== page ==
The role of students in establishing and maintaining democracy in Bangladesh has never received careful scrutiny. As the chart below shows, student politics has been a deadly, internecine affair. Today, student groups are used by political parties as private armies: they are given guns, told to collect taxes and bring down the government through violent hartals. They have become a highly criminalised group.
They are perpetrators as well as victims. Take the rape and suicide of 15-year-old Mahima. Activists of Jatiyatabadi Chatra Dal, the student wing of the ruling BNP, picked her up from her home and gang-raped her on February 13th, 2002. The rapists also took photographs of the scenes and circulated them in public. On February 19th she committed suicide by taking pesticides. She was raped because her father and brother were opposition activists.
Or take the following news item: "A number of remote villages in Fatikchari have made screaming headlines. Enraged by crimes ranging from dacoity to rape by a gang, simple villagers were bold enough to ignore bullets and other lethal weapons and beat 10 members of the gang to death. For years, a notorious gang of 20-30, allegedly with links to the Chatra Shibir and Chatra Dal [ruling coalition student and youth wings], has unleashed a reign of terror in the area. On the day of the incident the criminals raped three women, collected illegal tolls from about 50 traders and also tortured some. (The Bangladesh Observer, February 19th, 2004)"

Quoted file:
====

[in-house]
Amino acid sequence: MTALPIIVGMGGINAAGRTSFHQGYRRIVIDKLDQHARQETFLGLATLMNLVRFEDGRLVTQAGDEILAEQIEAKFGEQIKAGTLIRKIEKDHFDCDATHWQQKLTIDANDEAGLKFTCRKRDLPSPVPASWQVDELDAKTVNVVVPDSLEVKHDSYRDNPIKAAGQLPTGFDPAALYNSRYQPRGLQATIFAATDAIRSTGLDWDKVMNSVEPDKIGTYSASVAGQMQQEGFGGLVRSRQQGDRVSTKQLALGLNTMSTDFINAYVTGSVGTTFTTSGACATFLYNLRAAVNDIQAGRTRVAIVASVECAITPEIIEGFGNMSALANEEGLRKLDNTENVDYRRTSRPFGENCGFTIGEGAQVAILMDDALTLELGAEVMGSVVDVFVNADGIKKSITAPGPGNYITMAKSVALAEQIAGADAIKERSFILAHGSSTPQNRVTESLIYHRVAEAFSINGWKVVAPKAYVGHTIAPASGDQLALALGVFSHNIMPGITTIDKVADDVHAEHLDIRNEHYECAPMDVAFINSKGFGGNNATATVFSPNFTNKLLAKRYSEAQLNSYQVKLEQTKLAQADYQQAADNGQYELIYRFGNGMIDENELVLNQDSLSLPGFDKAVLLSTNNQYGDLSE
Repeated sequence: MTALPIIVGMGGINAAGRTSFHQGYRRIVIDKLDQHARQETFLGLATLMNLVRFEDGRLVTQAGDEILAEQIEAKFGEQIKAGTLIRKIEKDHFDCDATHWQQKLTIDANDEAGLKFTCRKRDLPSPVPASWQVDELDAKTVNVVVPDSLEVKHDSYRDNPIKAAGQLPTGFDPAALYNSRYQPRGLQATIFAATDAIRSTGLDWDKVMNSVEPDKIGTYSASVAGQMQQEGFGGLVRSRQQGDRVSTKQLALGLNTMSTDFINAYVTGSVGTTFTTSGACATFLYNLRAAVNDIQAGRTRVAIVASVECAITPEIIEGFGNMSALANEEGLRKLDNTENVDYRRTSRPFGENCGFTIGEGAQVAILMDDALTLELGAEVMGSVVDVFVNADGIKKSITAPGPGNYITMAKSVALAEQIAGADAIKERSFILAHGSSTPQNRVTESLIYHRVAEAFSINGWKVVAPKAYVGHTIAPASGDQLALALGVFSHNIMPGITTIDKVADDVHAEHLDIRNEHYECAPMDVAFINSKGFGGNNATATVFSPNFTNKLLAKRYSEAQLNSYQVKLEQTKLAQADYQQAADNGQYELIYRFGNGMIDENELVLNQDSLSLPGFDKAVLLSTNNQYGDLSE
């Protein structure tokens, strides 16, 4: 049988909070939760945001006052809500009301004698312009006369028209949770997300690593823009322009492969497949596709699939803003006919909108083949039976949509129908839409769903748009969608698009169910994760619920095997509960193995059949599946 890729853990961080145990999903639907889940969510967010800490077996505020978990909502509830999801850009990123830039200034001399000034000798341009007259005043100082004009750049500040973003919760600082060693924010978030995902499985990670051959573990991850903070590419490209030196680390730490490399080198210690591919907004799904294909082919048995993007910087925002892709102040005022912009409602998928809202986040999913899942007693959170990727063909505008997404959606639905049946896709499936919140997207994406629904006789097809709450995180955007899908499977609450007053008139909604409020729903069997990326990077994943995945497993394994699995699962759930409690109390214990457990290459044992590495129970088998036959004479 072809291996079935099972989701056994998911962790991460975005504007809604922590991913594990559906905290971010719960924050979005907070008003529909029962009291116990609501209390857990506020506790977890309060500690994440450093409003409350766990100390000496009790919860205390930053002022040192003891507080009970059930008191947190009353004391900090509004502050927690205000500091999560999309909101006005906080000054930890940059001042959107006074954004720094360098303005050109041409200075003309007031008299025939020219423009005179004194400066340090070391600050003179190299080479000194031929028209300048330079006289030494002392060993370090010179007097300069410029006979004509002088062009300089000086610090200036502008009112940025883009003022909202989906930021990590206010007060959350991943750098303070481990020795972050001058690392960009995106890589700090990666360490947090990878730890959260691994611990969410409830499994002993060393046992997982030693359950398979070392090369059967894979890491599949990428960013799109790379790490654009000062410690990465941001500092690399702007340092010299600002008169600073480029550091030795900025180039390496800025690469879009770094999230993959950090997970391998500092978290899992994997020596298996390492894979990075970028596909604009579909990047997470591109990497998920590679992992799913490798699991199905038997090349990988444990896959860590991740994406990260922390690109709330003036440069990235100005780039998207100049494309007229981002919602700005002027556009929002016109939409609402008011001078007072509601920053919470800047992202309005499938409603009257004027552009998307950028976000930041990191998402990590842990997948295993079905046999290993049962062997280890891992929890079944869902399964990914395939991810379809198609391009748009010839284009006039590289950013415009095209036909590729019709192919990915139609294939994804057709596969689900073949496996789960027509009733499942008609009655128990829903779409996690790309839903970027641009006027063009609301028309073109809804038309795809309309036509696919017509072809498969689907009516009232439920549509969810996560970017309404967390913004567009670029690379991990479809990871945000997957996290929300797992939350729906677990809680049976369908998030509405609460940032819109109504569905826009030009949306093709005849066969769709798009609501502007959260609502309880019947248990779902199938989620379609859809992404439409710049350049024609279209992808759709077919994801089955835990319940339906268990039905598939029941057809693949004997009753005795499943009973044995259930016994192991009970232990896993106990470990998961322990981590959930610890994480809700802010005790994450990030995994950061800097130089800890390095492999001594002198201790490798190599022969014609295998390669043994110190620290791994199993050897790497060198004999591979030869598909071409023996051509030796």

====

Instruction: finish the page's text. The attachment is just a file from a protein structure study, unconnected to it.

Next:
The role of foreign donors, such as USAID and DFID, in promoting such a state of affairs must be carefully considered. These organisations fund local NGOs. In fact, the role of donors in promoting NGOs has been studied by Patrick Chabal and Jean-Pascal Daloz in their book Africa Works: Disorder as Political Instrument (Oxford: James Currey, 1999). The writers speak of an "aid market" that local NGOs know how to exploit (p. 23).
"The political significance of such a massive proliferation of NGOs in Africa deserves closer attention. Our research suggests that this expansion is less the outcome of the increasing political weight of civil society than the consequence of the very pragmatic realisation that resources are now largely channelled through NGOs. (p. 22)" Bangladesh has 20,000 NGOs, probably the highest number in the world. The authors also - like myself - attribute the spread of democracy since 1990 to donor pressure, and reject outright the notion of an emerging civil society: "It cannot simply be a coincidence that, now that the West ties aid to democratisation under the guise of multi-party elections, multi-party elections are taking place in Africa.(p.118)." As The Economist says: "...the cold war's end prompted western donors to stop propping up anti-communist dictators and to start insisting on democratic reforms" (December 18th 2004, p. 69). It is, therefore, a myth that students overthrew the dictator in 1990 and ushered in democracy: it was the donors who brought us 'freedom'.
Studies have revealed that only 25% of donor money reach the poor in Bangladesh (New Nation, September 26th, 2003).
The total silence of the NGOs on the subject of student politicians killing each other over turf can be explained in terms of their eagerness to please donors: the students are an integral part of the democratic process. If these boys did not take to the streets, the parties would not rotate in power. The disturbing picture of a "freedom industry" emerges, with crime (on the part of the local parties) as the base of the pyramid and the donors as the apex.